A system where “live” CO2 levels (some monitors have a “traffic light” green-yellow-red indicator) are used to prompt a person in the room to increase ventilation (open doors or windows, or turn on a fan) can be effective. However, these prompts are easily missed and forgotten. Conversely, such an approach can become all-consuming. In both cases they can be a source of anxiety.

Very high values (3000 ppm) should certainly be acted upon immediately. However, a system in which data are stored and reviewed over several days (ideally automatically) is probably preferable to identify rooms with persistent issues that need attention.

Ventilation in New Zealand schools

Ventilation is very important in the school environment as classrooms are typically more crowded than houses or offices. In New Zealand all new schools, and schools that have had recent upgrades are required to have CO2 monitors in classrooms as part of an ongoing Ministry of Education programme. The Ministry guideline values for CO2 first set in 2017 [6] are currently being reviewed. Many international organisations have recommended lower guideline values to ensure the extra ventilation needed to prevent transmission of COVID-19 in schools (e.g. an 800 ppm (average) recommended by the CDC), although no international consensus has yet been reached.

School case study

When children enter a previously empty typical classroom in the morning, CO2 will rise from the background level and often keep rising for 1-2 hours after the children have left. In fact, CO2 can often fluctuate a lot during the school day as children come and go, switch from sedentary or active, maybe open or close a window (and perhaps breathe on the monitor for fun).

An example of classroom CO2 data from a NIWA research project is shown in the Figure. On this day, this classroom met the existing Ministry of Education guideline of under 3000 ppm as a maximum value, but did not meet the school-day average guideline (under 1500 ppm at the time of this project) [6]. The highly sensitive nature of CO2 to classroom occupancy, student activity and ventilation means that CO2 levels can also vary substantially from day to day. Average daily CO2 in the classroom featured in the ranged from 886 to 1620 ppm over the course of 10 days.

Figure: CO2 levels in a typical NZ classroom (source NIWA)

 

The figure also shows how CO2 fell rapidly at a few times in the day, probably relating to doors being opened. However, after the school closed at around 4pm, the CO2 levels fell only slowly, not returning to background levels until midnight. This was because ventilation was reduced to a minimum when windows and doors were shut. This means children’s breath was still present in the room many hours after the children had left. Similarly, any virus particles exhaled in the classroom would also still be present many hours later. This indicates the importance of “flushing” (opening all windows and doors for 15 minutes each hour) a room with clean air before it is vacated or before it is re-occupied.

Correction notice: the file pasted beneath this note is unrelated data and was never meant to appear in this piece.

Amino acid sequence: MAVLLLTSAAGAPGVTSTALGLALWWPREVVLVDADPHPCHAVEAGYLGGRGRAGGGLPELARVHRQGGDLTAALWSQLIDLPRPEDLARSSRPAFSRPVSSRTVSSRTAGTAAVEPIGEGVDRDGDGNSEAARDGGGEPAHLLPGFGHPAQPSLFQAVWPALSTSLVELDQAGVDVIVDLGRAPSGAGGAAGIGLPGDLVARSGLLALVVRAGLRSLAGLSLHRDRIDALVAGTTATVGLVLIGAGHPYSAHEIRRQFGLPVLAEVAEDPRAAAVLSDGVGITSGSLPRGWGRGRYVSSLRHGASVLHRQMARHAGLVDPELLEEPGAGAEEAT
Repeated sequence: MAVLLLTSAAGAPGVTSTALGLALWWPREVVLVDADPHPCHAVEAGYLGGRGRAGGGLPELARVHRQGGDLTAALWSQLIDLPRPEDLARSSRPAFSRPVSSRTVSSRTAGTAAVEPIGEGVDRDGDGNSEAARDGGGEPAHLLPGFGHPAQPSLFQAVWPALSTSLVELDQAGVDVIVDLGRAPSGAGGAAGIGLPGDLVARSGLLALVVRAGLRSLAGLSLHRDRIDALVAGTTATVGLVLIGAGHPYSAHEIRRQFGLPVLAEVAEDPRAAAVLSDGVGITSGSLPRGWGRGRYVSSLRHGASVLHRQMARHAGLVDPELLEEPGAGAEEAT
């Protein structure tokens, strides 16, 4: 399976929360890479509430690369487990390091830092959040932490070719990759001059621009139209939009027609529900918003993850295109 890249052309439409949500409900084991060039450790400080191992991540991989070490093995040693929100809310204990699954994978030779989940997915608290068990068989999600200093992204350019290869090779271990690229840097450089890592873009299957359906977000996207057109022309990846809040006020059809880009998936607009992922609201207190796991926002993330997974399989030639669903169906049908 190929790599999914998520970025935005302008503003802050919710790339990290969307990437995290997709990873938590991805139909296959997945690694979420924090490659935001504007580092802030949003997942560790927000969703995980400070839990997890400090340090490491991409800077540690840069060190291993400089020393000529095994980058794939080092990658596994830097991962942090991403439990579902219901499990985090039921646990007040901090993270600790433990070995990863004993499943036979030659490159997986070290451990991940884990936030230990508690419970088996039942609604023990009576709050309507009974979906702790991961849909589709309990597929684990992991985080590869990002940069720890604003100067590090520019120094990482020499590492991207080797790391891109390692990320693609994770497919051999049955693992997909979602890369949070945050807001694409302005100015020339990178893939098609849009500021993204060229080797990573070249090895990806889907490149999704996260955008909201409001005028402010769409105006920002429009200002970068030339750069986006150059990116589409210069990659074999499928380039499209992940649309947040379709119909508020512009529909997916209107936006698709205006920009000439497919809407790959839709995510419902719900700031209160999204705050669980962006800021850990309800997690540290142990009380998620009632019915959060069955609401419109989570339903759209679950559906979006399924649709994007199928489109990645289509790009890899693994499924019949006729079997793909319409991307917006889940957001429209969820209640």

Mis-use of CO2 monitors

There are reports from overseas of wealthier parents buying CO2 monitors to pack into their children’s school bags. In principle, and given the huge numbers of classrooms in New Zealand, any means of getting more CO2 data collected could be a good thing. However, there is substantial risk of erroneous and poor quality data being collected, data being misinterpreted, cherry-picked and used in a way that is not helpful, let alone the potential to perpetuate privilege and inequity. To be valuable, such “crowd-sourced” data would still need to be collected in a way that is robust and traceable according to ethical standards that are agreed by principals, teachers and the Ministry of Education. Other models of distributing monitors are also worthy of consideration, such as monitor lending libraries and self-build kits, so long as standards are agreed to and maintained.

Conclusion

Good ventilation is one public health measure to reduce the risk of Covid-19 transmission and it may have additional advantages of improved learning in schools and improved worker productivity. If used correctly, CO2 monitors provide an indication of when to take action and can indicate which school or workplace buildings may need additional mitigation. Nevertheless, ventilation alone cannot protect people from transmitting Covid-19 and should be combined with other measures such as vaccination, mask use, staying home when unwell, and air filtration.

 

* Author details

Dr Ian Longley is a Principal Scientist at NIWA who leads the “Impacts of Air Pollutants” programme. He has worked in air quality research at NIWA since 2007 before which he conducted research in at the University of Manchester. Ian is a specialist in air pollution exposure science and the air quality impact of the built environment.

Dr Julie Bennett is a Senior Research Fellow at the Department of Public Health, University of Otago, Wellington. She has a wide range of public health research interests, with a particular focus on infectious diseases, indoor air quality, housing and health.

References

[1] Ong SWX, Tan YK, Chia PY, et al. Air, Surface Environmental, and Personal Protective Equipment Contamination by Severe Acute Respiratory Syndrome Coronavirus 2 (SARS-CoV-2) From a Symptomatic Patient. JAMA. 2020; 323: 1610-1612.

[2] Mittal R, Ni R, Seo J-H. The flow physics of COVID-19. Journal of Fluid Mechanics. 2020; 894: F2.

[3] Morawska L, Tang JW, Bahnfleth W, et al. How can airborne transmission of COVID-19 indoors be minimised? Environ Int. 2020; 142: 105832.

[4] Peng, Z, Jiminez, JL. Exhaled CO2 as a Covid-19 infection risk proxy for different indoor environments and activities. Environ Sci Technol. 2021; 8,5,392-397.

[5] Ackley, AU. Measuring Indoor Environmental Quality (IEQ) in a National School Property Portfolio. In Victoria University of Wellington. Open Access Victoria University of Wellington | Te Herenga Waka. Published Doctoral Thesis. 2021 https://doi.org/10.26686/wgtn.14050715.v1

[6] Ministry of Education. Designing quality learning spaces: Indoor air quality and thermal comfort. 2017.